Planning and Managing Orchards for Hobby and Business
Tree fruit are an important component of the agricultural and homeowner landscape. Planting and management of apple and other tree fruit orchards is a rewarding hobby and business, but you cannot simply plant trees and expect good fruit. There's a lot that goes into successful orcharding!
This course trains beginning tree fruit growers in fundamental concepts in orchard planning and management. Content will include site selection and management, rootstock and cultivar selection, orchard systems, pest management, nutrient management, and harvest considerations for commercial orchards tailored to the northeast U.S.
All levels – The course is for beginning tree fruit growers, or experienced growers seeking a refresher on basic concepts in orchard management. The topics covered will be specific to orchard systems and may not be appropriate for all climatic zones.
At the completion of this course, you will:
- Understand of the basics of tree fruit production, harvesting, and marketing
- Have information sources to develop an orchard planting and management plan
The bulk of the course happens on your own time, with discussions, readings, and assignments in Teachable, our virtual classroom. To add to the experience, webinars will be woven into the online interface of the course to allow you to meet on a weekly basis to learn from outside presenters and ask questions to address your farm issues in real time. If you miss one, they are always recorded and posted for later viewing. Access details will be posted in Teachable once you have registered and logged in.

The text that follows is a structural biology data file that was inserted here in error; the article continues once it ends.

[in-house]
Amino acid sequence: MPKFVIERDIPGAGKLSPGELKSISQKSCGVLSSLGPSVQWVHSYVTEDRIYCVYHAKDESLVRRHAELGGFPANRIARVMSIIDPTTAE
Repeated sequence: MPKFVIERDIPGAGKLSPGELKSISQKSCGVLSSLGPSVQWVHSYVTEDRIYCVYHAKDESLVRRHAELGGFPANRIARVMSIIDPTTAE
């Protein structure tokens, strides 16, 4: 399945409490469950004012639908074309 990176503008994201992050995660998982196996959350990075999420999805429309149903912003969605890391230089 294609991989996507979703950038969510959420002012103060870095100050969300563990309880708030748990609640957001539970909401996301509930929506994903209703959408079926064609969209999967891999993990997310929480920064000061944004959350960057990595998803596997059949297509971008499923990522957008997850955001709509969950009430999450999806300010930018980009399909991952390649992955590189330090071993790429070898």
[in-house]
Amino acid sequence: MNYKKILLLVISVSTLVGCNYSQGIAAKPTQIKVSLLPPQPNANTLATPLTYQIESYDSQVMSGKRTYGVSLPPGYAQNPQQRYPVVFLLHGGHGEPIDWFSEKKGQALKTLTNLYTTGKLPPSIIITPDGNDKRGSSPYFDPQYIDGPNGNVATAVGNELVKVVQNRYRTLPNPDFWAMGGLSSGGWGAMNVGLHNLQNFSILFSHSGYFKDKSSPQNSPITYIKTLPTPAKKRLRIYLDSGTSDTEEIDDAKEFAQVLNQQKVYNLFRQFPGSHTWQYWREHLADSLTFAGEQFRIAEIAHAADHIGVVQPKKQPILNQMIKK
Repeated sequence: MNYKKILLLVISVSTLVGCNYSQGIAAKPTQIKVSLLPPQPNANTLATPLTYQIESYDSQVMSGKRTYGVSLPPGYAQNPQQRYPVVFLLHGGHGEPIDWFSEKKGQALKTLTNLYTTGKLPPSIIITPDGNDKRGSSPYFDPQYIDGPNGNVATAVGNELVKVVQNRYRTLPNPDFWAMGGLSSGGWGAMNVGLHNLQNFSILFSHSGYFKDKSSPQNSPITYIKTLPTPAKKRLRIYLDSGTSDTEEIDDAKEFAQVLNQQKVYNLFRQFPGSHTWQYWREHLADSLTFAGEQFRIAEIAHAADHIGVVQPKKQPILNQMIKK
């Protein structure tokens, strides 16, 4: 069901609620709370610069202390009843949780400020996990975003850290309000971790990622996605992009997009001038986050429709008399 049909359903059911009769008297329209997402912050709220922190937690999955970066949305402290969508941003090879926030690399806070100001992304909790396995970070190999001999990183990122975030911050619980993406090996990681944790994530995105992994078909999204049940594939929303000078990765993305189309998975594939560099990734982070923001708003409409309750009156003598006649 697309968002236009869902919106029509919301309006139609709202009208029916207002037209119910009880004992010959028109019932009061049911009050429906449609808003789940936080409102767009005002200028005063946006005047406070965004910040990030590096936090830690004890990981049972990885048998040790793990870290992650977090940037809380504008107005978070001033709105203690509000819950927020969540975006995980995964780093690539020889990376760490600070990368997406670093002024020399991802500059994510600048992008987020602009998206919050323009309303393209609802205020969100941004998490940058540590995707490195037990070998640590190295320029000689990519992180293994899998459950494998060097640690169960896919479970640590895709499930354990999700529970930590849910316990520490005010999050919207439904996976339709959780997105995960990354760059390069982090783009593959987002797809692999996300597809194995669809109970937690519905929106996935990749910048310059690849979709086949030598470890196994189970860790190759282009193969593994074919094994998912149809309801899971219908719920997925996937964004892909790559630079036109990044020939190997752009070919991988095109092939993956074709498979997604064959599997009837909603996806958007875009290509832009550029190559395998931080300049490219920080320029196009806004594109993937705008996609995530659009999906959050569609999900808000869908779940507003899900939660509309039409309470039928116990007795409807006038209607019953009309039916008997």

Wed Jan 13, 2021 from 6:30-8pm Eastern, and every Wed after that until the final webinar on Wed Feb 17. All webinars will be recorded and shared for later viewing.
As a Tree Fruit Specialist for the Eastern NY Commercial Horticulture Program, Mike Basedow coordinates educational programming and conducts applied research for fruit growers across Eastern New York. In addition to co-teaching BF223, Mike's primary areas of interest include cultural orchard management and applied pest management. He also works closely with other Cornell faculty and extension staff to develop programming for hard cider producers. He is currently seeking a home on well-drained soils to eventually plant his hobby cider orchard.
Janet van Zoeren is a pest management specialist with Cornell Cooperative Extension’s Lake Ontario Fruit Program, specializing in “IPM” (integrated pest management) of insects, weeds and diseases. She covers all fruit crops in the counties bordering Lake Ontario, a region predominantly growing apples and other tree fruits. Janet has a M.S. in Entomology from the University of Wisconsin, where she worked with the Fruit Extension team and conducted research on biological control of the brown marmorated stink bug. Prior to returning for her master’s degree, Janet worked as a farm manager of a diversified organic farm, running a small-scale orchard, winter greens greenhouse, and poultry operation.
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